This episode was all about the secret origins of Mike Ehrmantraut (Jonathan Banks) and an emotional one at that. Ehramantraut was such a popular character on Breaking Bad, that it is so intriguing to finally get to see a bit of his backstory. Considering that we are still in prequel mode for Better Call Saul, this episode not only plants the seeds for the relationship between our titular character and Ehrmantraut, it offers us a glimpse into the latter’s soul that was previously unfathomable.
At the very end, when Ehrmantraut breaks down in front of his daughter-in-law over the fate of his son, it’s impossible not to feel the pain in his eyes and the helpless sense of regret. Quite possibly, the best in the series thus far.
Truth be told, this episode – “Alpine Shepherd Boy” – was a letdown after the highs of the previous episode. Neatly divided into three parts, the opening act finds Jimmy MacGill realising that getting folks calling him might necessarily mean a good thing as his client prospects tend to be disappointing. However, with the second act – of Chuck getting arrested by police and winding up in the hospital – Jimmy gets the hare-brained scheme to mark out a niche in ‘elder law’ and extends his marketing to the old folks home.
And the show would have ended nicely enough there but that final act with Mike Ehrmantraut seemed awkwardly tacked on. That said, the situation Mike finds himself is tailor-made for Jimmy to come in and save the day.
By now, it’s plainly apparent that Better Call Saul as a series is going to be a proper examination of James M. McGill aka Saul Goodman. Vince Gilligan and company are in no hurry to rush through these opening episodes and instead letting the story of McGill play out naturally. It’s fascinating to see how McGill goes from struggling public defender and the perpetual loser to an opportunist seeing the possibilities in every situation. Sure, he is still a little awkward and a bit of a buffoon but this episode – “Hero” lays out the genesis of Saul Goodman for all to see. The straight and narrow seems to be a path rightly forsaken in exchange for success. For the audience, it is intriguing to witness McGill’s metamorphosis and to attempt to second guess each one of McGill’s moves as he manoeuvres himself into positions of favour.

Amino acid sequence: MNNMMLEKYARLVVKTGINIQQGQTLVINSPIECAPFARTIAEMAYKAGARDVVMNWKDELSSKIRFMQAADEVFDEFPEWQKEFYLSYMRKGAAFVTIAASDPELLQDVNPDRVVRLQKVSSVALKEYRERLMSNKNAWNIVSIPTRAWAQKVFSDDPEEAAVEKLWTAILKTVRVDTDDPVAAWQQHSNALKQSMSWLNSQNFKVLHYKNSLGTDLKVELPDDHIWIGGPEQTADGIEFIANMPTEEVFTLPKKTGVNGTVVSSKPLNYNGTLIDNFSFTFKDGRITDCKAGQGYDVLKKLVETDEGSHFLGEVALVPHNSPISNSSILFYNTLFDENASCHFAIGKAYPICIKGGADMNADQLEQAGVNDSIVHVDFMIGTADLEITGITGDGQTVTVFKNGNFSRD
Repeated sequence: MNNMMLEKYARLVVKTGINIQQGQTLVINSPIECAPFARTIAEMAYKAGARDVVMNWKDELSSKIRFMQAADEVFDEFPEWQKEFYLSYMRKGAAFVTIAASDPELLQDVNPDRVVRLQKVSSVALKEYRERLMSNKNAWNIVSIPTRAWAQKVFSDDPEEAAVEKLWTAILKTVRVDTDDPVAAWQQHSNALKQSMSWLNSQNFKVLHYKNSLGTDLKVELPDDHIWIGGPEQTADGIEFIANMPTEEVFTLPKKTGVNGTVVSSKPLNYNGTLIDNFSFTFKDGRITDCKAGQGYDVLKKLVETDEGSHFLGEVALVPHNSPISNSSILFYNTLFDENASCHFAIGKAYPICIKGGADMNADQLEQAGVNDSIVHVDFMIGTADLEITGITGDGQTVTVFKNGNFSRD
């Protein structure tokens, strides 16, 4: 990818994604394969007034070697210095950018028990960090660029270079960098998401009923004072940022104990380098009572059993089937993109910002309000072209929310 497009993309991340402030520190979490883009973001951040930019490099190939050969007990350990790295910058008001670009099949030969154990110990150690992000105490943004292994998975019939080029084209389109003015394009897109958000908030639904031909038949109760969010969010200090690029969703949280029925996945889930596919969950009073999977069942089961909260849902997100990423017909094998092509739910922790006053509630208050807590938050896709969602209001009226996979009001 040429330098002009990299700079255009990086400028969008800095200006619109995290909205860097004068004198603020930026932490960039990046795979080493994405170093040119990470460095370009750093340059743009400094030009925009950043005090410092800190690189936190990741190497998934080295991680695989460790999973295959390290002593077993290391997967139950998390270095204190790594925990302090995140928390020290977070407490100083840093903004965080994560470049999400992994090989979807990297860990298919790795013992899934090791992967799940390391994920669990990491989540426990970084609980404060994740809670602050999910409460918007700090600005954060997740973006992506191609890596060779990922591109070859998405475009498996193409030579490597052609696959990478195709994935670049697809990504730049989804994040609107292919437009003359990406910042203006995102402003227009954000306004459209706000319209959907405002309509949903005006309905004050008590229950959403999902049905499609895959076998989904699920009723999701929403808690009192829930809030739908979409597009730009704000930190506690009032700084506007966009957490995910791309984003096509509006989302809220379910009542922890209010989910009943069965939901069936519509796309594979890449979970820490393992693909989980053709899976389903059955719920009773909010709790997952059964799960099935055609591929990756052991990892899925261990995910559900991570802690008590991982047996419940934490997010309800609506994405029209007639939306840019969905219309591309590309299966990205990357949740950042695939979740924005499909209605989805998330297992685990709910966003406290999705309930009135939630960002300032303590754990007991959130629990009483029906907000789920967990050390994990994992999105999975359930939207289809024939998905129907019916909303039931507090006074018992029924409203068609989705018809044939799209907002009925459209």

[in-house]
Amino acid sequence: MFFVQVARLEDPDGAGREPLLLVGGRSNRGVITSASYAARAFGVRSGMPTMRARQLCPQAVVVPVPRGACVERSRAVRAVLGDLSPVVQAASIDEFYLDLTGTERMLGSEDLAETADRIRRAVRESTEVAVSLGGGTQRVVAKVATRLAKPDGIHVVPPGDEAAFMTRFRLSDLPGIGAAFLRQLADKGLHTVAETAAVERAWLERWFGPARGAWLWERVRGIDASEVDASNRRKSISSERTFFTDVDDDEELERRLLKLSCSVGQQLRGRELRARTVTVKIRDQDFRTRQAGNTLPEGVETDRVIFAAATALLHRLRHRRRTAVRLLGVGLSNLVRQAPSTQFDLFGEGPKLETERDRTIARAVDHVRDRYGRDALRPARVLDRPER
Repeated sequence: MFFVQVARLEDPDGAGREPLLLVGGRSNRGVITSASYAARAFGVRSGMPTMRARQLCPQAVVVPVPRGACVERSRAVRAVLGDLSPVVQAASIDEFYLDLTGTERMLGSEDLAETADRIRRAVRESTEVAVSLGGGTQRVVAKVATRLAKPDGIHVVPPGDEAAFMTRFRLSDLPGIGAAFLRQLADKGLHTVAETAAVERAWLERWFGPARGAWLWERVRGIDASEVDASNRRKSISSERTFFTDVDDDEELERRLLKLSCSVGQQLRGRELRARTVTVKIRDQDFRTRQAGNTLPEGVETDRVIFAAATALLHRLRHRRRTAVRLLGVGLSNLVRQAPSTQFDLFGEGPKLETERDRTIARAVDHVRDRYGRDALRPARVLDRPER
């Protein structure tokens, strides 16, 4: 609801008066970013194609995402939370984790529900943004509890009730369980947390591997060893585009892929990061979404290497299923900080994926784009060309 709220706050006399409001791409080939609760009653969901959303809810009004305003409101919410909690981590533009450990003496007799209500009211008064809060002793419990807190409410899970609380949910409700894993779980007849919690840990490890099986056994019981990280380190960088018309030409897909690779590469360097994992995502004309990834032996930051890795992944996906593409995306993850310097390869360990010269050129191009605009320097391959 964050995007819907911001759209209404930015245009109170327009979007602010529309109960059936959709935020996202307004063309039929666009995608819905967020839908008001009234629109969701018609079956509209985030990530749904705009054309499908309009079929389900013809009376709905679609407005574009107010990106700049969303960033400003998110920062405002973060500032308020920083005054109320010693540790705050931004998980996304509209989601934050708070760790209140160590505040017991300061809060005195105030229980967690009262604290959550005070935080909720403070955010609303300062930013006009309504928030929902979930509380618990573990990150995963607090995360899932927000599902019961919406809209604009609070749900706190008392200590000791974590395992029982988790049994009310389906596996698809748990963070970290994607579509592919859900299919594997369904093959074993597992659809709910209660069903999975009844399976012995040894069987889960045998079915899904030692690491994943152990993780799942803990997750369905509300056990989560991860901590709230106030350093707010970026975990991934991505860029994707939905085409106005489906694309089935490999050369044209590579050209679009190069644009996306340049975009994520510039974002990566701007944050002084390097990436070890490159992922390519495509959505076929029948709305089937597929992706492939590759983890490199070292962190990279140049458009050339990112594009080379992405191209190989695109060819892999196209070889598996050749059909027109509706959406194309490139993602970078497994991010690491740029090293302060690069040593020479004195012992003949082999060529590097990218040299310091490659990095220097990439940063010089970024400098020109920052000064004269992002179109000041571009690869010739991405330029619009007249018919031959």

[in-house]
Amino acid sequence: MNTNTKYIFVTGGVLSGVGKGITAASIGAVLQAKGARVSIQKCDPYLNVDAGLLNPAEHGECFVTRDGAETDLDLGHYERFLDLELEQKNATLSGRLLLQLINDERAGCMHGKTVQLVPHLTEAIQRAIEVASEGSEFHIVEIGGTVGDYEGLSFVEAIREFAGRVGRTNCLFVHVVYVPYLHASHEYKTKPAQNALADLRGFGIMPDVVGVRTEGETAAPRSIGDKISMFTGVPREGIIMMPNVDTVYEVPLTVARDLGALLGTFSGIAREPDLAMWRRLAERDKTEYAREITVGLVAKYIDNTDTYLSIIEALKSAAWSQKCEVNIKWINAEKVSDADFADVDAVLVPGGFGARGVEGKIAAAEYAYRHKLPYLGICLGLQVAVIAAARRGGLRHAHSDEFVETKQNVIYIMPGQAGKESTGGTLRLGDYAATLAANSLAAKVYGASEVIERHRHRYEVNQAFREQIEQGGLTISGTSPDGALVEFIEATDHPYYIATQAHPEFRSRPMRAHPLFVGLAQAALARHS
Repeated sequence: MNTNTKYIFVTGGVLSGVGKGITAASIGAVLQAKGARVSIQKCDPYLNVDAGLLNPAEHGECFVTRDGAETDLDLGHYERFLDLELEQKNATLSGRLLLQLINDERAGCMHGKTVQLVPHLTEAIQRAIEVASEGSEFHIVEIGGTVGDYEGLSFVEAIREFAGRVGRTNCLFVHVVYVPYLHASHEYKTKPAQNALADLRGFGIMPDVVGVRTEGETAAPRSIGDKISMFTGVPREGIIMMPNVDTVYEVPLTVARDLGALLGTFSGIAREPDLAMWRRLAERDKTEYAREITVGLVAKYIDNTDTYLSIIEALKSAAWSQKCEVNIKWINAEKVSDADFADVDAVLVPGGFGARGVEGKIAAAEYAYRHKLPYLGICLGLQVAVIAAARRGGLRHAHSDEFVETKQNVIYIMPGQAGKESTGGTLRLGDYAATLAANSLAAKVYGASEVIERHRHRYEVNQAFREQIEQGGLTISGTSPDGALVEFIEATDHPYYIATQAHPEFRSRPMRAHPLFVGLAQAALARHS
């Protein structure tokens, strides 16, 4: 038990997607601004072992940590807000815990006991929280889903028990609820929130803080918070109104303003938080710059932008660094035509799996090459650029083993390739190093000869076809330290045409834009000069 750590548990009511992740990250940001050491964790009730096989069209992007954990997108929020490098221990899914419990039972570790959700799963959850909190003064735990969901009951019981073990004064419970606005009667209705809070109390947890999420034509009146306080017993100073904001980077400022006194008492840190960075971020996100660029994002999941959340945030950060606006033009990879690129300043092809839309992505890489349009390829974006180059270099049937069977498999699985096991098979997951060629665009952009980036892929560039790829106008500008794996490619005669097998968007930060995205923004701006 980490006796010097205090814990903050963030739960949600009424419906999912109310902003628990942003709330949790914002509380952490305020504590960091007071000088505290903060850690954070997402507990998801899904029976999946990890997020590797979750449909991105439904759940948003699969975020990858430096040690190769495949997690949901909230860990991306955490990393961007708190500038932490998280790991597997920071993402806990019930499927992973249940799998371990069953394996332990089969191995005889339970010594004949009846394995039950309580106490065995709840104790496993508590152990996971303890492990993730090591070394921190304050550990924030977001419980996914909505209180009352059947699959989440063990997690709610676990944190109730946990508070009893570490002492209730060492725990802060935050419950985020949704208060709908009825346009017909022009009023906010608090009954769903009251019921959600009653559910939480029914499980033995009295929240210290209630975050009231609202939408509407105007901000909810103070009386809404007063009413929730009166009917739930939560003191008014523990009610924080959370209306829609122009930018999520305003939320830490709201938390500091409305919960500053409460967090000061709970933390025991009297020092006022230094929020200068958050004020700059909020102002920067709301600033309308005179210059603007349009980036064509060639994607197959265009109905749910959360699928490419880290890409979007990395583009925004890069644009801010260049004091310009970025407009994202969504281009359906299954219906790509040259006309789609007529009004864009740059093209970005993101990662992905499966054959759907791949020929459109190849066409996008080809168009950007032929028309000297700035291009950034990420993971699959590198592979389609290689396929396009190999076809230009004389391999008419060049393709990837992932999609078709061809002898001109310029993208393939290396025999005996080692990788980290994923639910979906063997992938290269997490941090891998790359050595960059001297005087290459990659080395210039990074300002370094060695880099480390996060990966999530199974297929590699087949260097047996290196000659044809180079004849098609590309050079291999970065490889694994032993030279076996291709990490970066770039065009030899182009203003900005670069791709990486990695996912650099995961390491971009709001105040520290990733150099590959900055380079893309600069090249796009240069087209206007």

Definitely in no hurry to go from this prequel sequence of events into the post-Breaking Bad continuity – hoping the series will stay with this timeline for awhile.
Better Call Saul is almost Breaking Bad in reverse. Basically, for fans of the latter, we already know ‘Saul Goodman’ as the unscrupulous, immoral shyster lawyer. This prequel/sequel of sorts is telling us the story of how bumbling, inept, down on his luck Jim McGill become Saul Goodman. The best part? There is no rush to get there! The show takes its time to tell Jim’s story first before rushing into Saul. So far, that has meant first class television for the three episodes we have had so far.
Any familiar faces, you ask? Well at the moment we have Jonathan Banks reprising his Breaking Bad role as Mike Ehrmantraut – who we find as a crusty parking attendant.Ehrmantraut is actually instrumental in helping McGill crack the case and save his own bacon. So suddenly our awkward attorney has his very first significant ‘win’ and how it moves from here is anyone’s guess but the show has all the makings of a humongous hit.
Remember that feeling you had when you watching one of the best TV series around? I am talking about Breaking Bad of course. Well, it’s hard not to get a sense of deja vu when watching Better Call Saul, a spin-off/prequel/sequel to that popular series. Well, Breaking Bad creator Vince Gilligan is still in the driving seat (together with Peter Gould) and it already looks like this series will be as memorable as Breaking Bad was. Excellent news!